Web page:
Most Successful But Flawed Film of the Year: The Hateful Eight. I thought long and hard about how to rank The Hateful Eight. It has serious problems but also moments of genius. Not only do I generally love Tarantino, but it combines two of my favorite things: the Old West and Agatha Christie parlour mysteries. And any three-hour film with an intermission that has me on the edge of my seat is certainly an achievement. Ultimately the great use of frame and blocking won me over and led me to put it with the “best of the rest” but I wish there had been a stronger editorial hand here regarding the language and violence as well as the unnecessary flashback and voiceover.

Top Five Pleasant Surprises:
Jupiter Ascending
The Martian
The Visit
What We Do in the Shadows

Top Ten Feminist Films:
Bande de filles (Girlhood)
The Diary of a Teenage Girl
Mad Max: Fury Road
Magic Mike XXL
Mission: Impossible – Rogue Nation
Mistress America
Pitch Perfect 2
Star Wars: The Force Awakens

Top Five Heroines:
Rebecca Ferguson as Ilsa Faust in Mission: Impossible – Rogue Nation
Jennifer Lawrence as Joy Mangano in Joy
Melissa McCarthy as Susan Cooper in Spy
Daisy Ridley as Rey in Star Wars: The Force Awakens
Charlize Theron as Imperator Furiosa in Mad Max: Fury Road

Favorite Scene: “Dinner with the Family” in Brooklyn

Favorite “Was This Movie Created for Me?” Scene: “Turandot” in Mission: Impossible – Rogue Nation

Best Line (comedic): “You’re funny, it’s the Bulgarian clown in you” (Rose Byrne in Spy)

Best Line (comedic) (runner-up): “If you are going to eat a sandwich, you would just enjoy it more if you knew no one had fucked it.” (Jemaine Clement as Vladislav in What We Do in the Shadows)

Best Line (dramatic): “We are not things. We are not things!” (Capable in Mad Max: Fury Road)

Best Opening Credits: Mission: Impossible – Rogue Nation

Best Opening: The Diary of a Teenage Girl

Best Ending: Mad Max: Fury Road
Best Ending (runner-up): Trainwreck

Best Closing Credits: Spy
Best Closing Credits (runner-up): Dope

Read the Book, SKIP the Film: In the Heart of the Sea. I was so disappointed in this adaptation I wanted to punch a whale.

Skip the Book, SEE the Film: The Martian. Mostly because nothing I’ve heard makes me want to read the book. Science and I are simply unmixy things.

Best Use of a Song: “Diamonds” by Rihanna in Bande de filles (Girlhood)

Best Use of a Song in a Trailer: “California Dreamin’” in San Andreas

Favorite Documentary: What Happened, Miss Simone?

Favorite Mockumentary: What We Do in the Shadows

Most Cerebral: Ex Machina

Most Tension: A Most Violent Year

The Top Gun “Longing Glances” Award: Carol. A gorgeous film but I never really understood why these people were in love. Sorry, but longing glances alone don’t make a love story.

The Terry Malloy “I Coulda Been a Contender” Award: The Age of Adaline. There was a great film in here somewhere. Making the love interest less of a stalker would have been a start.

Biggest Disappointment: Macbeth. Oh, Marion, I had such high hopes for you, but you are no Lady Macbeth. As for the rest, some interesting ideas, but ultimately it too well captures the play: “a tale told by an idiot, full of sound and fury, signifying nothing.”

Most Overrated: Inside Out. If you are a regular reader, I don’t have to explain this choice. This had potential but was basically a pseudo-feminist mess.

Most Underrated: Jupiter Ascending. I avoided this after it was panned by critics, but the Math Greek insisted I would like it and I did. It is far more feminist than given credit for, gorgeous to look at, and not any more ridiculous than what passes for an action blockbuster these days. This film would have been forgiven so much if it starred a male comic book superhero instead of an ordinary girl. However…

Most Miscast (tie): Channing Tatum in Jupiter Ascending and Channing Tatum in The Hateful Eight. I loved Channing Tatum in Magic Mike XXL, but he was out of his depth in The Hateful Eight and had zero chemistry with Mila Kunis in Jupiter Ascending, which was a major factor in how that movie played to audiences.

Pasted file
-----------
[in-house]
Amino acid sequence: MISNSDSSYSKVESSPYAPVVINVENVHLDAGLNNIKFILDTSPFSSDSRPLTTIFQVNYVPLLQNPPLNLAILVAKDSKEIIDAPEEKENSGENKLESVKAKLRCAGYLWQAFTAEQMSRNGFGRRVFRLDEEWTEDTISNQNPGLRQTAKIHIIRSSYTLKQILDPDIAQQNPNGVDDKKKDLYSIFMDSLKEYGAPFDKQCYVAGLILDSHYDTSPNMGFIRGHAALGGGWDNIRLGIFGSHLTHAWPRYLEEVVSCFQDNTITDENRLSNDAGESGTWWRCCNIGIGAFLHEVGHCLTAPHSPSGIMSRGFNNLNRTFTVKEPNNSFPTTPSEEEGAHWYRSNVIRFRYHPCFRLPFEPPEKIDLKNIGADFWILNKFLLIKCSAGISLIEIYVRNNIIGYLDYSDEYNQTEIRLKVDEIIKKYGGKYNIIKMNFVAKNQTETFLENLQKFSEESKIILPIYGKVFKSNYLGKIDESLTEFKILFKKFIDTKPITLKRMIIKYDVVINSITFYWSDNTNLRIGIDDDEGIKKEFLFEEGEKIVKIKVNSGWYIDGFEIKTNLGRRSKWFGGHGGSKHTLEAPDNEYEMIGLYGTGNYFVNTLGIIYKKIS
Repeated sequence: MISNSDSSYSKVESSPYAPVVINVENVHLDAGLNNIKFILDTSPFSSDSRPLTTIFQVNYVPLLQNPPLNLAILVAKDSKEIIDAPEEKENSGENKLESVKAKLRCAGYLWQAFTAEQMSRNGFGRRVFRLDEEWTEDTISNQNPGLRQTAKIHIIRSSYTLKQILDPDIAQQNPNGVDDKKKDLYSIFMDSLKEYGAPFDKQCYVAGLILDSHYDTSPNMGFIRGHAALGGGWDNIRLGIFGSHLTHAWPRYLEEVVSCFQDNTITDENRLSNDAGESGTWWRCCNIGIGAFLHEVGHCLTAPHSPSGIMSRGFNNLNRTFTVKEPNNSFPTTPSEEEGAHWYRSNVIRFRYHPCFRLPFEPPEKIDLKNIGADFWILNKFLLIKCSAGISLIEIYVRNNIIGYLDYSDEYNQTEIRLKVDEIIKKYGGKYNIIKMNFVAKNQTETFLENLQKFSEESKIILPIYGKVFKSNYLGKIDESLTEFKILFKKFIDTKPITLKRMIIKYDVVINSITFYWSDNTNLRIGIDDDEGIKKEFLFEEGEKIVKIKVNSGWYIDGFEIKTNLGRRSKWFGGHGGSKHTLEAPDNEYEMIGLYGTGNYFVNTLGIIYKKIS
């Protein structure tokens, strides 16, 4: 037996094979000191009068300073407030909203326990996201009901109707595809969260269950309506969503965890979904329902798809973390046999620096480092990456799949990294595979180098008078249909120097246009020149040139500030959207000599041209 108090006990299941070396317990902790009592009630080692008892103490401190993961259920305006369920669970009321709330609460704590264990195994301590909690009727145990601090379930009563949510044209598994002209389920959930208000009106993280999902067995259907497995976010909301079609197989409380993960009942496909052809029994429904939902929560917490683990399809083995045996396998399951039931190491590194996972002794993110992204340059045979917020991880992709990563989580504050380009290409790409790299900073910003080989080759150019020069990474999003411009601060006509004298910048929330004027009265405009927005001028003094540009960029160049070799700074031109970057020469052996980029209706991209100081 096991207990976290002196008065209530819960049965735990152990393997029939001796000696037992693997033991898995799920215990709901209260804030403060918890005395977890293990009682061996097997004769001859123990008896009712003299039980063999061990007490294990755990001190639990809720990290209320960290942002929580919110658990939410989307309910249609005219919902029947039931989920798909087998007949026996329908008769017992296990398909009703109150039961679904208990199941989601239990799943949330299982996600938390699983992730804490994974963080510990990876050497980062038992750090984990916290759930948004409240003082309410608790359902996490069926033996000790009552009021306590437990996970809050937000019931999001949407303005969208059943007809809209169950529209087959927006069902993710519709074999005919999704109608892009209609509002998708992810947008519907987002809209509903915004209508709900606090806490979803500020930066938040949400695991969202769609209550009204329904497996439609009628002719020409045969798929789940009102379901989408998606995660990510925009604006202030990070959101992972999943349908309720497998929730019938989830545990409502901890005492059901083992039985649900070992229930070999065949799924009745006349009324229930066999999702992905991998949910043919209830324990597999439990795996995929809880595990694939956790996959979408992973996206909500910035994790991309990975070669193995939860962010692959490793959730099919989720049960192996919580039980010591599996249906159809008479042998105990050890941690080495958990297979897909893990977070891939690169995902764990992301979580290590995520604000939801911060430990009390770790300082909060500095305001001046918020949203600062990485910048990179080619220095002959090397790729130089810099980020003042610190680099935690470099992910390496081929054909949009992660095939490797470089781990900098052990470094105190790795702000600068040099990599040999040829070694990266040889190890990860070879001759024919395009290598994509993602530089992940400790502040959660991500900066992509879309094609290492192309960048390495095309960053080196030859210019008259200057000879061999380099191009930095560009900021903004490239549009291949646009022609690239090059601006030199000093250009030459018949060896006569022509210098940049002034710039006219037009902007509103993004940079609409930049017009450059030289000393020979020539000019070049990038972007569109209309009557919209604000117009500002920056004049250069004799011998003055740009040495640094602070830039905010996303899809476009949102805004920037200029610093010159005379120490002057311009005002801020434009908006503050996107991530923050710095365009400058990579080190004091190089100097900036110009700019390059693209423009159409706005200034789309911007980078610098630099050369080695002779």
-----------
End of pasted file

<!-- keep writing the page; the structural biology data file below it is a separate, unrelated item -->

Most Useless Character: Thor in Avengers: Age of Ultron

Five Worst Films I Saw In Theaters:
The Age of Adaline
The Divergent Series: Insurgent
The Hunger Games: Mockingjay, Part 2

Top Three Films I Hope Are Not Part of My Oscar Blitz:
The Big Short
The Revenant
Steve Jobs

Top Ten Unseen 2015 Films I’m Most Looking Forward To:
Appropriate Behavior
45 Years
Kumiko the Treasure Hunter
Mustang (ETA: I actually just saw this and it’s amazing. See it.)
The Second Mother
Slow West
The Wonders

Past Perfect and Imperfect

Best of the (Oscar) Blitz: Whiplash
Best of the (Oscar) Blitz (runner-up): Two Days, One Night

Favorite (Non-Blitz) Films of 2014:
Blue Ruin
Edge of Tomorrow
Obvious Child
Under the Skin

Favorite Films of the “Directed by Women” Series:
Bande de filles (Girlhood) (2015)
Beyond the Lights (2014)
In a World… (2013)
Stories We Tell (2013)
Wadjda (2012)

Favorite Rewatches:
Escape from Alcatraz (1979)
From Russia with Love (1964)
The Net (1995)
Silver Streak (1976)
Three Days of the Condor (1975)

Favorite “New to Me” Films:
Heat (1995)
Henry Fool (1998)
Léon: The Professional (1994)
Miracle Mile (1988)
Mysterious Skin (2005)

Favorite “New to Me” Classic: Apocalypse Now (1979). This is one of those movies I felt I had seen but actually hadn’t. It is still not really my cup of tea, but I watched very few classics this year.

Favorite “New to Me” Foreign Language Film: Le Dos au mur (Back to the Wall) (1958). I caught this at the French film noir festival at the Roxie. I had never heard of it before but absolutely loved it.

Favorite “New to Me” Science Fiction/Fantasy Film: Westworld (1973). This year, the Math Greek introduced me to a number of science fiction films I hadn’t ever seen, including Total Recall (1990), which almost took this slot. But who can resist a sci-fi western with a robotic Yul Brynner? Not me.

Favorite “New to Me” Sequel or Franchise: Escape from the Planet of the Apes (1971). While a fan of the original, which I watched over and over growing up, I had never seen the four sequels. This was the best of the bunch.

Worst “New to Me” Film: Zabriskie Point (1970). Oh, good god, make it stop. This may have tainted Death Valley for me forevermore.

What were your favorite movies of the year? What have I missed that I absolutely must see? Let me know in the comment box below.

*I have seen many more movies than usual this year, in large part thanks to @FyodorFish. Thank you, my film critic friend.

2015 Films: The Age of Adaline; Ant-Man; Avengers: Age of Ultron; Bande de filles (Girlhood); Birdman, or the Unexpected Virtue of Ignorance; Bridge of Spies; Brooklyn; Carol; Cinderella; The Diary of a Teenage Girl; Dope; Ex Machina; The Good Dinosaur; The Hateful Eight; An Honest Liar; The Imitation Game; In the Heart of the Sea; Inside Out; Insurgent; Joy; Jupiter Ascending; Love and Mercy; Macbeth; Mad Max: Fury Road; Magic Mike XXL; The Martian; Me and Earl and the Dying Girl; Mission: Impossible – Rogue Nation; Mr. Holmes; Mistress America; Mockingjay, Part 2; A Most Violent Year; Ned Rifle; Pitch Perfect 2; Ride; Self/less; Sisters; Spy; Star Wars: The Force Awakens; Trainwreck; Trumbo; Two Days, One Night; The Visit; What Happened, Miss Simone?; What We Do in the Shadows; While We’re Young; Whiplash; Wild; Woman in Gold